Our climbing party consists of about 18 people counting us: a main guide, an assistant guide, a cook and 12 porters. It seems like overkill at first, but when you consider the magnitude of what is required while you are on the mountain for eight days, it is indeed necessary.
These guys carry everything from our toilet to every morsel of food that we will eat on our climb, not to mention our duffel bags and tents. It is quite an undertaking, and one that is executed with incredible precision.
I marvel at how much each porter carries up the mountain at twice our speed, arriving at camp ahead of us so that everything is prepared for our arrival. Most porters are underequipped, wearing hand-me-down clothes and boots.
The hike on Day 2 proved to be incredibly arduous. We trekked seven hours out of the rain forest and into heather and moorland. It was a very steep climb as well, rising 2,400 feet to the Shira plateau. We were all getting fatigued around Hour 5 when we came around the corner of a rock outcropping, and there she was. It was the first time we had seen Kilimanjaro in all her glory, glacier fields and all.
We were all immediately energized by such an incredible sight and seemed to float the last two hours to Shira 1, basking in the mountain’s shadow the whole time. The sight really was awe-inspiring. If I wasn’t able to go on another step, the trip was now worth it.
We still have four more days of climbing to reach the summit, but being constantly in its presence is motivating. I still believe the most relevant danger is altitude sickness. I am taking all the precautions I can by drinking water, continuing to eat (even though my appetite is poor) and getting proper sleep, and I started Diamox, a medication that helps with altitude sickness. Even still, I am getting very mild headaches from the altitude, but the longer I’m in one place, the less frequent they are.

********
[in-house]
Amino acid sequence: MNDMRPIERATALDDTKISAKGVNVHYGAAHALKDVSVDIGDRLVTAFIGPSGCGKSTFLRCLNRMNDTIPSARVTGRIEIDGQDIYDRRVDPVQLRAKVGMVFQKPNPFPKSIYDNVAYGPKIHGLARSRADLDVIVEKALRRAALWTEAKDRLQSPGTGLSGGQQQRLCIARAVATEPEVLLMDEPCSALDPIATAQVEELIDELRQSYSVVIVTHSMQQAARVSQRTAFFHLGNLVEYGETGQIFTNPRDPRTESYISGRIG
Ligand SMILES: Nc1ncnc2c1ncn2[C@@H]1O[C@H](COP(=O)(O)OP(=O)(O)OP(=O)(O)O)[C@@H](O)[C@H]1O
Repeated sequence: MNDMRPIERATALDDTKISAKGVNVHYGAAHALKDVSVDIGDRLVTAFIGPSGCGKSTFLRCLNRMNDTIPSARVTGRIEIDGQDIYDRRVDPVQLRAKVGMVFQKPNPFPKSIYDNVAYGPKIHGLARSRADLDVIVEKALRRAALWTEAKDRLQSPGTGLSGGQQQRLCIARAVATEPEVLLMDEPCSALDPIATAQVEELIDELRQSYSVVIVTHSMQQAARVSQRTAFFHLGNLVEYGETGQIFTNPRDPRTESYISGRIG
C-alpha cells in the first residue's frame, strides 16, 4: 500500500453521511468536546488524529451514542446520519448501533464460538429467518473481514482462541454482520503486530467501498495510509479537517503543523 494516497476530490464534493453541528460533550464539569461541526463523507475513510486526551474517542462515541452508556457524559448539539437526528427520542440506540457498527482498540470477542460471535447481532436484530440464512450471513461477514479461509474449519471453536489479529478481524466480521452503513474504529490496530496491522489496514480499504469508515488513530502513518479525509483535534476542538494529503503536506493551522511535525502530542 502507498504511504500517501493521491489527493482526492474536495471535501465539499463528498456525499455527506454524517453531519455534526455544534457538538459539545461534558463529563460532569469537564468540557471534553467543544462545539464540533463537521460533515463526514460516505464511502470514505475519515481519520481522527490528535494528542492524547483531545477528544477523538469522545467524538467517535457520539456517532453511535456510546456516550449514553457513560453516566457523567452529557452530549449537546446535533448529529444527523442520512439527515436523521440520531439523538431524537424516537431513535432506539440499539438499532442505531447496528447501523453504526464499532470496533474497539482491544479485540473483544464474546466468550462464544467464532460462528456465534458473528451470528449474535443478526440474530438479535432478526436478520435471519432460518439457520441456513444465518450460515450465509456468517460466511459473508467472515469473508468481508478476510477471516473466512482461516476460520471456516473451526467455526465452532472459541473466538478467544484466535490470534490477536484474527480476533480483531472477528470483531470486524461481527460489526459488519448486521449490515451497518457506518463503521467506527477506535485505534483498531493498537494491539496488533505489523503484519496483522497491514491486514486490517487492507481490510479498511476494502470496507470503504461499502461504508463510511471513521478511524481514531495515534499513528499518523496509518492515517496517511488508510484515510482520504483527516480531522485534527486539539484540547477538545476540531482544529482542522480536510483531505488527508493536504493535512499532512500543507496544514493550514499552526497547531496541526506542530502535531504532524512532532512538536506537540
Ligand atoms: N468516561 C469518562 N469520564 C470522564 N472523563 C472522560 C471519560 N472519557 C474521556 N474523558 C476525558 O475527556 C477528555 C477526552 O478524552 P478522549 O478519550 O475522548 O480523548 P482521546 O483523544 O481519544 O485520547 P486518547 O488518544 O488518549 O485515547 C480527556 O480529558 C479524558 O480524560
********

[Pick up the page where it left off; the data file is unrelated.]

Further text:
And here is an excerpt from 14,380 feet:
Thankfully, my journey thus far has not solely been glimpses of my own mortality, but also of great splendor and beauty. Never have these words been more useful to me than in my attempt to describe the sights of the past two days.
The first of these sights came into view at a formation reverently termed Shira Cathedral. Reaching into the sky atop an already elevated ridge, the igneous spires that crown this cathedral are no less awe-inspiring than those at Notre Dame or St. Peter’s Basilica, and the view from their peaks is absolutely spectacular. All around me, steep ravines, carpeted in lush vegetation, race to the valley floor at such gradients that one wonders how even the trees cling to their sides. After what seemed like hours, with pictures taken and video captured, we continued on to camp at Shira Hut.
The following morning, we set out early to Barranco Camp by way of a landmark known to the guides as Lava Tower. It was here that I found myself once again overwhelmed by the beauty of this landscape. As we sat at the tower base eating our lunch, a dense bank of clouds swept in like an avalanche from beneath us, consuming everything in its path and shrouding us in cold darkness.
And as we descended into the Barranco Valley, the clouds withdrew, revealing a cascading waterfall, emptying into a winding river that would lead us to our evening camp.